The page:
Friday, Aug. 17
Wallace Roney hadn’t a clue as to what the master thought, and perhaps that was just as well. He thinks back to mid-’80s NYC, when his career — no, his education — took the unexpected turn of all turns. Columbia Records picked seven trumpeters, him included, to help celebrate Miles Davis’ honorary degrees from six universities and to promote the label’s upcoming retrospective on his career. A simple task, really: Walk on stage, play your ass off, don’t screw up. Roney didn’t, and afterward, friend and surrogate jazz titan Art Farmer caught him in the dressing room with an offer he couldn’t refuse. “Your man wants to meet you.”
“I was scared to death,” Roney admits.
Cold feet weren’t an option. You don’t keep Miles waiting.
The conversation was brief. “Miles said nice things to me, asked me what horn I was playing, and invited to me to his house the next day,” Roney said.
“I waited until (noon) to call him.
Because I was nervous, I didn’t want to call too early.”
Bad manners? No danger of that. A friendship was born. “He was watching my development, and he was watching everybody else on the scene. He surmised who was playing and who wasn’t, and of the guys he had listened to … I was trying to do what he did, which was study all I could, play the best I could.”
That’s Roney’s mantra, one he uses on his band now, night after night. It’s almost as if he hears Miles climbing into his head, and whispering: “You really want it, don’t you? Well, if you want like that, I got to give it to you.”
Catch The Wallace Roney Sextet Friday at The Jazz Factory (815 W. Market St., 992-3242). Sets are at 7:30 p.m. and 9:30 p.m., and tickets are $20.
Sunday, Aug. 19
N’Dea Davenport fled the way kids bolt the classroom for recess. Decisions, business and personal matters forced her split from the British acid jazz group Brand New Heavies. Sly Stone, anyone? Even she sees the link. “It’s funny, too, I just saw Sly Stone in Paris, like, a week ago,” Davenport said of funk’s famous recluse. “Some people have mixed comments, because he doesn’t stay on stage the entire time. For me, for him to show up, that’s like giving praise to the king of the throne.”
Davenport moved to New Orleans and then Paris, where she recorded with mainly DJ producers. She bounced back stateside to New York and was living two blocks from the World Trade Center when the towers went down. “That absolutely changed my perspective on living,” she says.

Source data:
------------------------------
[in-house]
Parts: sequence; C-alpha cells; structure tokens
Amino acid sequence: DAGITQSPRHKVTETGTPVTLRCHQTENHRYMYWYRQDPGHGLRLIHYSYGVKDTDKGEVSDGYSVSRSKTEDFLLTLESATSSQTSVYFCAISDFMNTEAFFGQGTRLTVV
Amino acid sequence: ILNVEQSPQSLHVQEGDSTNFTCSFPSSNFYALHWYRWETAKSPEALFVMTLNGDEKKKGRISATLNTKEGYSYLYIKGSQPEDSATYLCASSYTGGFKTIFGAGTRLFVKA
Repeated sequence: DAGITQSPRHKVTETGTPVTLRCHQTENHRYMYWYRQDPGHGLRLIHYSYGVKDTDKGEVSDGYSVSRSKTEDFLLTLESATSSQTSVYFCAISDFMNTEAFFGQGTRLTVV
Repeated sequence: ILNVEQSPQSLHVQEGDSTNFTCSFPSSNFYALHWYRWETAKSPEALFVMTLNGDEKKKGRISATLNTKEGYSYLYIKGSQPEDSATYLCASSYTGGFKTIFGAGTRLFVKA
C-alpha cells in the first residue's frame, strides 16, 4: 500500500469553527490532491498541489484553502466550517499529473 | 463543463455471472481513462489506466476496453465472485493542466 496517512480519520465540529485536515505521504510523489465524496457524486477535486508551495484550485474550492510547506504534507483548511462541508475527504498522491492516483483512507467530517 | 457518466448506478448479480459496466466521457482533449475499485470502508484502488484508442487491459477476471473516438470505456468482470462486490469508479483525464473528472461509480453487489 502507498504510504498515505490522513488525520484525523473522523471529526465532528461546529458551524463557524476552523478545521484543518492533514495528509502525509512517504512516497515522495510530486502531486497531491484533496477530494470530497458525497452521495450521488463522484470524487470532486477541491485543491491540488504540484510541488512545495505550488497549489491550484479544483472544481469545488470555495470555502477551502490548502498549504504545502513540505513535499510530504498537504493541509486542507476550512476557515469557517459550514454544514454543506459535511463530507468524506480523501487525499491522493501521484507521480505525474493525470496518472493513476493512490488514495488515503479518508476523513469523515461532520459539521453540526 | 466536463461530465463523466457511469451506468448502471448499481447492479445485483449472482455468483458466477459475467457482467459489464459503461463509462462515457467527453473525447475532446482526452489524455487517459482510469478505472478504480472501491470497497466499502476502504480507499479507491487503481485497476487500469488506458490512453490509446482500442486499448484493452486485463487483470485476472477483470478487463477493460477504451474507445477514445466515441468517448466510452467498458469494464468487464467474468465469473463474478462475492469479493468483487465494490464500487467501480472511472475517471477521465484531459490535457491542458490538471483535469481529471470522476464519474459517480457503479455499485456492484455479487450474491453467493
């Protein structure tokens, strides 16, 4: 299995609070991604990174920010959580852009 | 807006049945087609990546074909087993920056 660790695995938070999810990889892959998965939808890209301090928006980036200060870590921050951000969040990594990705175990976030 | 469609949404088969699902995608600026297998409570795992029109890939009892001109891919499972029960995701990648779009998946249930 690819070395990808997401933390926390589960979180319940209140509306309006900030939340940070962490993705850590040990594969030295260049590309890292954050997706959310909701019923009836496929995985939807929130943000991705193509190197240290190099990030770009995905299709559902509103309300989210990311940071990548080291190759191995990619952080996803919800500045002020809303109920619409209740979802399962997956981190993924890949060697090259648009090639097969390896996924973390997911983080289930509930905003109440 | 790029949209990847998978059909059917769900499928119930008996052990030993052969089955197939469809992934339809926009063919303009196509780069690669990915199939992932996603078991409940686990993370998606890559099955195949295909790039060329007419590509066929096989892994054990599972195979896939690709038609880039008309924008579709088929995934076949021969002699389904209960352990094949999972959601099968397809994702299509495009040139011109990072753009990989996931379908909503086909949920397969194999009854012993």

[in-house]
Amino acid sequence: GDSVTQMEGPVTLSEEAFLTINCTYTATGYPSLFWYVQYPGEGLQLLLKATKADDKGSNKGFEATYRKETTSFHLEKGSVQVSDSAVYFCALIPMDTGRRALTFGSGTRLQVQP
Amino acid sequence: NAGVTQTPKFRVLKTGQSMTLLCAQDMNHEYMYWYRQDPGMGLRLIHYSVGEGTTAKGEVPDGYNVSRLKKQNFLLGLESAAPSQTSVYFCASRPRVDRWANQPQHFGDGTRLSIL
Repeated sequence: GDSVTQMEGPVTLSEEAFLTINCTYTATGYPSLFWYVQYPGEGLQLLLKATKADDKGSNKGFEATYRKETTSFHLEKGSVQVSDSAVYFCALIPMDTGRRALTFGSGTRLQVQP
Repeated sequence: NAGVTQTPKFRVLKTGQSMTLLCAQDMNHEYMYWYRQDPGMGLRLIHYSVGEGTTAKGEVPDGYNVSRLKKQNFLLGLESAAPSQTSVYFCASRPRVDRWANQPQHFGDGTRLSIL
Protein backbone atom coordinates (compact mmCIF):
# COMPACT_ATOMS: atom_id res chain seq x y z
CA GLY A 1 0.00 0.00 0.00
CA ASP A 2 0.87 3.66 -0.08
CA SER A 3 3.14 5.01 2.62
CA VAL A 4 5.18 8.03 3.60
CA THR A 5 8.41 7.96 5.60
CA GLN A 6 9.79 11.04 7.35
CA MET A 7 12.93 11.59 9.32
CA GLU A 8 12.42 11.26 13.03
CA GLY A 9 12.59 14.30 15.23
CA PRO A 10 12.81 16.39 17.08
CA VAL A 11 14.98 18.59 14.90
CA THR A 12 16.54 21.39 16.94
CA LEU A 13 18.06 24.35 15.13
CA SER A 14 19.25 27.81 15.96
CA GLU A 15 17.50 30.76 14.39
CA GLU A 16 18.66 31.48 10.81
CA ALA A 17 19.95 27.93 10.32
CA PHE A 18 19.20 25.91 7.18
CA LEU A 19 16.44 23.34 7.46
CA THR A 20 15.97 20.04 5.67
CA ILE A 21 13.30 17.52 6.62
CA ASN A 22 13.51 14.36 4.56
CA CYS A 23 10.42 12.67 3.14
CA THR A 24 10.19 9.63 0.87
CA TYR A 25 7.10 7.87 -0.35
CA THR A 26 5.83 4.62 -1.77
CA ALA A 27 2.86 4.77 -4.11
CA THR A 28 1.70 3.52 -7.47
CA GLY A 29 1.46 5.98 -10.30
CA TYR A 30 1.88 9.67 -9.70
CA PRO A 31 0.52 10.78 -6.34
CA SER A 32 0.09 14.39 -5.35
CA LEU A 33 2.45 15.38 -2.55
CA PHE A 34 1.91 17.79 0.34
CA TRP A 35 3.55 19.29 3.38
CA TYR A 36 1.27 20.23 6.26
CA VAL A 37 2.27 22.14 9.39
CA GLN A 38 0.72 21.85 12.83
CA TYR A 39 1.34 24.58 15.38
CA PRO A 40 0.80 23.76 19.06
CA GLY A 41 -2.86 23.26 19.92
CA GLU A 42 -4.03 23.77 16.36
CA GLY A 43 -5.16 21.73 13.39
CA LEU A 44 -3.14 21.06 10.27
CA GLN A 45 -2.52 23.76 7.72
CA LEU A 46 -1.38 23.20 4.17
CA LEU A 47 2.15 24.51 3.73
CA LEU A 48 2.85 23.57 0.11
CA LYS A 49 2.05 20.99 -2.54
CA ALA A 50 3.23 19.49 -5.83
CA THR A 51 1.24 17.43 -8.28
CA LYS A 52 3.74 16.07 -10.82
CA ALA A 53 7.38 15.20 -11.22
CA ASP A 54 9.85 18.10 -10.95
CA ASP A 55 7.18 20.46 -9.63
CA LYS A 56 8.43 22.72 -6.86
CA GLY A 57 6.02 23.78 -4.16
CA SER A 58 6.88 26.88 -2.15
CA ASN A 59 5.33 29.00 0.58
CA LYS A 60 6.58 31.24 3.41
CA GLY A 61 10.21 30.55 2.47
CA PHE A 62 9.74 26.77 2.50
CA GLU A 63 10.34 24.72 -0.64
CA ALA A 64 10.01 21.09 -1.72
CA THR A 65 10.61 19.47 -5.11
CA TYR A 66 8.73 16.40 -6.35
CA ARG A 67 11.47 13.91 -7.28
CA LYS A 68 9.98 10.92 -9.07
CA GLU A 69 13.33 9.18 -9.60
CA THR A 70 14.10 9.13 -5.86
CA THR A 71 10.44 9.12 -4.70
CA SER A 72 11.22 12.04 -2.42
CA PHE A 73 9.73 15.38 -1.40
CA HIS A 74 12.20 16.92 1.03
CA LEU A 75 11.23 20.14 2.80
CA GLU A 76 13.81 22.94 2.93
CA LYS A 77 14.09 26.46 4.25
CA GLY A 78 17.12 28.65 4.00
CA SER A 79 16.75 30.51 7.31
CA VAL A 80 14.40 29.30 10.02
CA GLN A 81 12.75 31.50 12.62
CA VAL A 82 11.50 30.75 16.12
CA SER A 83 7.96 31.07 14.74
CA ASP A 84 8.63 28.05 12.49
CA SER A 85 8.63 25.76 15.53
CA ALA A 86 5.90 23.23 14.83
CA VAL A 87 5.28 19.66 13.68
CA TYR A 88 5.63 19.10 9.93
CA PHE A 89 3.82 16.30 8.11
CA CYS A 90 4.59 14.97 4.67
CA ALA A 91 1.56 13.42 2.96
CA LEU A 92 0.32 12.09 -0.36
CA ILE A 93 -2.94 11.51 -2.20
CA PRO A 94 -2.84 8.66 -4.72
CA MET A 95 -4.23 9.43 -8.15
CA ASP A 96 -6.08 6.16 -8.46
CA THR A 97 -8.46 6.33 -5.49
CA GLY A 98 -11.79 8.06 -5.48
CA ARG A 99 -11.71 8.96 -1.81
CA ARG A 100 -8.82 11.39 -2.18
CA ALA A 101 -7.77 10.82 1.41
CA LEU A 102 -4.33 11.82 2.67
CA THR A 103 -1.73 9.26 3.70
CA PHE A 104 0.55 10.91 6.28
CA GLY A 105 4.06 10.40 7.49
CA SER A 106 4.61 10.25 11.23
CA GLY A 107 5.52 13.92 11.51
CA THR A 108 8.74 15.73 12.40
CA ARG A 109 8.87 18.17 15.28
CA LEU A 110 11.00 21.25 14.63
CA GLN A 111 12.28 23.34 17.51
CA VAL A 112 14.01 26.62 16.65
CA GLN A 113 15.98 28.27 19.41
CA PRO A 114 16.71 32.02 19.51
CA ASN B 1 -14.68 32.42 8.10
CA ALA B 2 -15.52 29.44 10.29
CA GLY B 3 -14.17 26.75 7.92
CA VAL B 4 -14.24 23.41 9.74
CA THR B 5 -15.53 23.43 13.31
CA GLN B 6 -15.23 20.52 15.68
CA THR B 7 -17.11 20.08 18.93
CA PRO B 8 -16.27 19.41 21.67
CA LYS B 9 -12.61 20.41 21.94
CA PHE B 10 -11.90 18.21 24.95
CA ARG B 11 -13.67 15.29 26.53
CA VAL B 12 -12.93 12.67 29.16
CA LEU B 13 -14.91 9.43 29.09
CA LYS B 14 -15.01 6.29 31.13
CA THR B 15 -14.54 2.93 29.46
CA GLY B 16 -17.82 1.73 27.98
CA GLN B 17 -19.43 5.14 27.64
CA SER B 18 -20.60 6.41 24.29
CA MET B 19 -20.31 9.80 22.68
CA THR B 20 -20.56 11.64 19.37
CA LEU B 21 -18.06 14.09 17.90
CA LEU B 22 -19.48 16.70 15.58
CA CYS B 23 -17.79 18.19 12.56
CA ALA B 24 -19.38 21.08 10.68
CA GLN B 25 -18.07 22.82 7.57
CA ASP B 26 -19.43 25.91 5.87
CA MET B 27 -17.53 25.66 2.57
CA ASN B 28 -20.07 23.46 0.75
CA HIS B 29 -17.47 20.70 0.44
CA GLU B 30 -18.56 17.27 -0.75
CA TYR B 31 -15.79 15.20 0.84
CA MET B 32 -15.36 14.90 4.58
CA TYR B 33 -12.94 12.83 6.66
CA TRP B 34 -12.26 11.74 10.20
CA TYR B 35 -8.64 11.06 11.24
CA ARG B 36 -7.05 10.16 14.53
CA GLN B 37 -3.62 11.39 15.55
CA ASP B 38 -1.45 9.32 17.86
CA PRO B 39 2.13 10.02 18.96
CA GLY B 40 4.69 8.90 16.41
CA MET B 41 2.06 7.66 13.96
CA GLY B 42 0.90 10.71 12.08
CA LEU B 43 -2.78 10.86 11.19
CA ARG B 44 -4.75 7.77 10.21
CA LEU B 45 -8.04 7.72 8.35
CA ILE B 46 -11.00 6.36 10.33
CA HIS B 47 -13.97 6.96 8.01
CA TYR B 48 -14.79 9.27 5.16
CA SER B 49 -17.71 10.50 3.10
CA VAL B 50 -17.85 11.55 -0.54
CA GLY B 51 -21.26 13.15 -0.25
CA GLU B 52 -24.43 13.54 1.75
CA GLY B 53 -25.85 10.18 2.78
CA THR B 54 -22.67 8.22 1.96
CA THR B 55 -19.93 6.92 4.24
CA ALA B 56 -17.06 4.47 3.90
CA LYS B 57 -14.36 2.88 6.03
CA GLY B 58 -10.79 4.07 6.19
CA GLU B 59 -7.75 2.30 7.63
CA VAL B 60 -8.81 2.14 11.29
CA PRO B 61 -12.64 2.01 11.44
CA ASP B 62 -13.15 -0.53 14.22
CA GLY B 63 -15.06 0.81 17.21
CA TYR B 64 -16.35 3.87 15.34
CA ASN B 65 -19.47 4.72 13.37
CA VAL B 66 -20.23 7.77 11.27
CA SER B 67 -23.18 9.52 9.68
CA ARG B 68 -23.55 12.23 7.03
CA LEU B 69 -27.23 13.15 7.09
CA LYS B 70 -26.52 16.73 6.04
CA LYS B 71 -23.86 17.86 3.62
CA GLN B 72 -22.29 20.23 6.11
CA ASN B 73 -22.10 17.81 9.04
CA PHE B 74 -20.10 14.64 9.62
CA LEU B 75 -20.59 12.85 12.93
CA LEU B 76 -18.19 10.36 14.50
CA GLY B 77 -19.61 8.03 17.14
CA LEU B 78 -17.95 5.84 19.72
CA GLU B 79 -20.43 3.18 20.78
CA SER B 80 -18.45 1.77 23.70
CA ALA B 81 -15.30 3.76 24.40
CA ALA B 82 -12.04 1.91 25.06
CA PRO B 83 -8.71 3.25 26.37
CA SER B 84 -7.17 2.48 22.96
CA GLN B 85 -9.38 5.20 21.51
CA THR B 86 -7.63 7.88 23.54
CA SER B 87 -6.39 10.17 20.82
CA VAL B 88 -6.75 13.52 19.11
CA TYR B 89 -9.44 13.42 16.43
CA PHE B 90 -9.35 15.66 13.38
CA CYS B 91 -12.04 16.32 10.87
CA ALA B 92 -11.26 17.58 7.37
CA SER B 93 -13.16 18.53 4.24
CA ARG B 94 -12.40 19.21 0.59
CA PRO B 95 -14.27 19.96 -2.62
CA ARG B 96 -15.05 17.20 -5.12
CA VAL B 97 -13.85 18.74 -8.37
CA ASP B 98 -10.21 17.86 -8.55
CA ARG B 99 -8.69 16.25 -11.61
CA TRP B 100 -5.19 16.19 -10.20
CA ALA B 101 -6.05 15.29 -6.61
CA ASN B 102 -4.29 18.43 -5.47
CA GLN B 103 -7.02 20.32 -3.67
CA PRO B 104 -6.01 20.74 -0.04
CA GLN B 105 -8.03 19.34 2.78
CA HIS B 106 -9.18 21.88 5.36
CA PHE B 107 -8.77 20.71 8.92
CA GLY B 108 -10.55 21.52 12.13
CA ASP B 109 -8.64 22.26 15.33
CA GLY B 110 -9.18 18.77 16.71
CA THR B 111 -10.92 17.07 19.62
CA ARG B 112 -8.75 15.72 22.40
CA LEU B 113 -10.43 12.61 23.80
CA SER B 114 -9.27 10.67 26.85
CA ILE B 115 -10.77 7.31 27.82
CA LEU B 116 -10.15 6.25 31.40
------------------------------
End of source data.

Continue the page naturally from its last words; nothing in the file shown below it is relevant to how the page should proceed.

Two summers ago, Delicious Vinyl called and asked if she was interested in rejoining the Heavies. She didn’t hesitate. “I had some unfinished business,” she says. The rehearsals were a time warp. “It was like no time had passed. The funny thing, too, is that for the most part we all pretty much look the same.” The Heavies open for the raspy-throated diva Macy Gray, whose newest album Big covers everything from her split with her husband (“Finally Made Me Happy”) and, paradoxically, the hope of finding a new beau (“One”). Gray didn’t shy away from her personal trials on Big, keeping her focus where she says it has always been: the songs.
“It’s not a painful thing,” she says, then backpedals. “Maybe it is, and I just don’t recognize it.” She amends her thoughts again. “The experience is painful, but once I get to the song, I’m just so focused on getting the song right that it didn’t turn out to be painful to me.”
Studio time can’t be a total downer when you’ve got Black-Eyed Peas jokester/producer will.i.am, who remixed Gray’s last few records, running the show. “Even if I didn’t know him, I would’ve gone into the studio with him,” she says. Then, after a couple more questions, Gray hangs up abruptly. Sweetheart. Both soul sisters grace the Brown Theatre stage (315 W. Broadway, 584-7777) on Sunday. Showtime is 7 p.m., and tickets are $35-$55.
Wednesday, Aug. 22
Slaughter, Ky., has a fearless leader in Chris Knight. He says what he means, speaks plainly and only when he has to. Don’t buy it? Check Trailer Tapes. Worldly views and blue-collar anecdotes from a man who sees life in its most basic, uninhibited terms, Trailer was created over two or three days in 1996 and floated around among fans and friends until it finally got a proper re-introduction to the masses earlier this year.
To this day, Knight says, “it’s not that great, I don’t guess, because it’s the first thing I ever did.” The New York Times disagreed, comparing it with Nebraska. Trailer’s main engineer, Frank Liddell, says it almost never saw a record store shelf, but he encouraged Knight to document these tracks, in his hometown, where he could be comfortable and free. “I thought his career as an artist was gonna change,” says Liddell, who met Knight in 1991 at a songwriter’s showcase in Nashville. “I thought his life was going to change, so I said, ‘You’re gonna move one day; let’s get this on tape before you’re gone.’”
Knight’s solo acoustic show at Gerstle’s (3801 Frankfort Ave., 899-3609) starts at 9 p.m. next Wednesday. Cover is $10.
Saturday, Aug. 18
John Waite’s career has taken him through many evolutions, many bands and many haircuts. But the guy who fronted the Babys and later Bad English (ugh) always had a knack for balladry. Everybody who’s ever had their heart broken no doubt spun “Missing You” back when spinning meant records instead of iPod selection wheels.
Waite’s stopping in at Border’s Books & Music at Fourth Street Live Saturday for a solo acoustic performance of tunes from his new album, Downtown … Journey of a Heart. He’s updated “Missing You” by adding Alison Krauss, and he covers Dylan’s “Highway 61.” Guess Waite knows a classic when he sees one. And if you’re nice, and know how to stand in line, he’ll sign discs, too. Wristbands are a must for an autograph meet-and-greet line and will be ready at Borders the day of the event when you buy the disc. See him smile at 7:30 p.m.
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